Just decided to try for a baby?

People are often surprised to hear that they have the power to influence the health of their future child. 

 

Making a few positive lifestyle changes in the 3-4 month lead up to conception can make all the difference to how easily you fall pregnant and will also reduce the risk of miscarriage. The egg and sperm quality is not 'set in stone' you have an enormous ability to influence the DNA quality of what will become your future baby by the choices you make in your daily life. 

 

The sperm take 70-90 days to be produced, while the eggs take 90-120 days to mature for ovulation. Hence why a little preparation and taking the time to get your diet in order can have such a substantial impact on your ability to conceive naturally. 

 

Should we get a check-up first? 

 

If you have a past or current gynaecological condition (e.g. PCOS, Endometriosis), if your periods are irregular or particularly scant/heavy, if there is a history of genetic conditions in your family (e.g. Downs Syndrome, Cystic Fibrosis) or if you have previously had abdominal surgery, then it would be wise to have a basic screening completed before trying to conceive. 

 

What tests should we consider?

 

Women- a day 3 & day 21 blood test will give you an indication of how well your ovaries are performing. The FSH (follicle stimulating hormone) level on Day 3 should ideally be less than 10 as this means your ovaries are responding well to stimulation. A very high score may be an indication of premature ovarian failure and should be investigated. That said, FSH scores can vary, so any result you receive should not be viewed in isolation, other biomarkers should also be considered before coming to any conclusions about your fertility status. Your Luteinising hormone (LH) and Oestradiol may also be checked at this stage.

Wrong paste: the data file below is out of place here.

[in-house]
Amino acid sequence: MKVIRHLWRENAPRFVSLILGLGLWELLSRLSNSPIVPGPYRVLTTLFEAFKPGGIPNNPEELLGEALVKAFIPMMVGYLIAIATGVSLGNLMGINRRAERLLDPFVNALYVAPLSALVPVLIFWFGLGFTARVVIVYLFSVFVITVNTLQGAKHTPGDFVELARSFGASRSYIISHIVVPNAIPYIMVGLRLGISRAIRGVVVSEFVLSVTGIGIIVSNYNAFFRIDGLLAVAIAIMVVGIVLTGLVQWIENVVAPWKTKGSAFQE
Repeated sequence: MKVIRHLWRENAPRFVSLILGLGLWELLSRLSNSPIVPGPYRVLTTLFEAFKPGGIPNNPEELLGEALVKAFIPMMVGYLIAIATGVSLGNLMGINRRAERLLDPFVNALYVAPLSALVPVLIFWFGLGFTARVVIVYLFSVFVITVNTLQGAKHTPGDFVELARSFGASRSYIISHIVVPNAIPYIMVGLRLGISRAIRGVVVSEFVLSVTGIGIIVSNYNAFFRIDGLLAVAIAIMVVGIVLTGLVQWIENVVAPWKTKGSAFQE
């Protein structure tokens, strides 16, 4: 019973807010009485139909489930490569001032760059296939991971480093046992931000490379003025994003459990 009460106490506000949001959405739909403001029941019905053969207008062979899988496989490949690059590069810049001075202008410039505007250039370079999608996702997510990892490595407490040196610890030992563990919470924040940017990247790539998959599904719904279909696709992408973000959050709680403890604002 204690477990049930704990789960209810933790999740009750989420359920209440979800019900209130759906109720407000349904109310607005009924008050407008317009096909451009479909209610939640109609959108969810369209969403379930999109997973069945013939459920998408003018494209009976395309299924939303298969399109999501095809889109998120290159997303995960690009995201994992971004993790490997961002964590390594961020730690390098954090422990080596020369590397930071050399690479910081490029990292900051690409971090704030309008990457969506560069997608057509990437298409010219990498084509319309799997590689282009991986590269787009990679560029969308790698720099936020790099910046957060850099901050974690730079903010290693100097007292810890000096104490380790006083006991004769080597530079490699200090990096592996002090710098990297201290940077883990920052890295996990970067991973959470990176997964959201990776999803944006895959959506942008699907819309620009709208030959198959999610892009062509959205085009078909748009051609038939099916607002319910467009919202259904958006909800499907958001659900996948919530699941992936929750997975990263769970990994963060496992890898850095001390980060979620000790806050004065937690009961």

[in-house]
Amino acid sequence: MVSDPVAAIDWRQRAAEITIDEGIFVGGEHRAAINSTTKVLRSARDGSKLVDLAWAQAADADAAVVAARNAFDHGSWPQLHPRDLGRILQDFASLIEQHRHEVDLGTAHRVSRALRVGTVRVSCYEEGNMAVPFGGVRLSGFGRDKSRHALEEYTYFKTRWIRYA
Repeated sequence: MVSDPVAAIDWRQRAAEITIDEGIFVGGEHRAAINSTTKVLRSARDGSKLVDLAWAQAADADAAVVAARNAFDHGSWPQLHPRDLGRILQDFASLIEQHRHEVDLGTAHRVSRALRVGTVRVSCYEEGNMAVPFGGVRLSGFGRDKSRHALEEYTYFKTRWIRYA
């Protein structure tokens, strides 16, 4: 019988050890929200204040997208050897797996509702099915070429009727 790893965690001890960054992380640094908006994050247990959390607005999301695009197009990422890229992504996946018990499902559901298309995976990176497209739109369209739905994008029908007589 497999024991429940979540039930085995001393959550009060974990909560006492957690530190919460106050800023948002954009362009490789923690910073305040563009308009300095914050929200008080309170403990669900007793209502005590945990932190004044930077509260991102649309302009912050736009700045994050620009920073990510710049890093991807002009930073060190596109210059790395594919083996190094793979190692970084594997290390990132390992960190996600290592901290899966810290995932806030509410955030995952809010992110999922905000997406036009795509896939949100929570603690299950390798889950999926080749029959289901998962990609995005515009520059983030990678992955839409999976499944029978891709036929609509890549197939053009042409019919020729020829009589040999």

The Day 21 portion of the test looks at your Progesterone levels as this will indicate if ovulation is happening or not. If your Progesterone levels are very low (e.g. <30) it is reasonable to assume that you didn't ovulate on that particular cycle and measures should be taken to improve your hormone levels. Some clinics prefer to see Progesterone ranges in excess of 60 for natural conception but make sure to check the reference ranges as they can differ depending on which lab conducts the test for you. 

 

Internal investigations such as a laparoscopy or hysteroscopy may be required depending on your medical history to rule out any anatomical issues that could prevent conception. e.g. blocked fallopian tubes.

 

Men- a semen analysis is usually the first test recommended for the male. This test will tell you the count, motility (swimming ability), morphology (shape of the sperm) and if there are any sperm anti-bodies present. This test could help you avoid wasting valuable time as the sperm are made on a daily basis and in most cases will respond quickly to diet and lifestyle changes. 

 

If there are any problems with sperm count in the ejaculate a referral may be made to a Urologist for further investigation.

 

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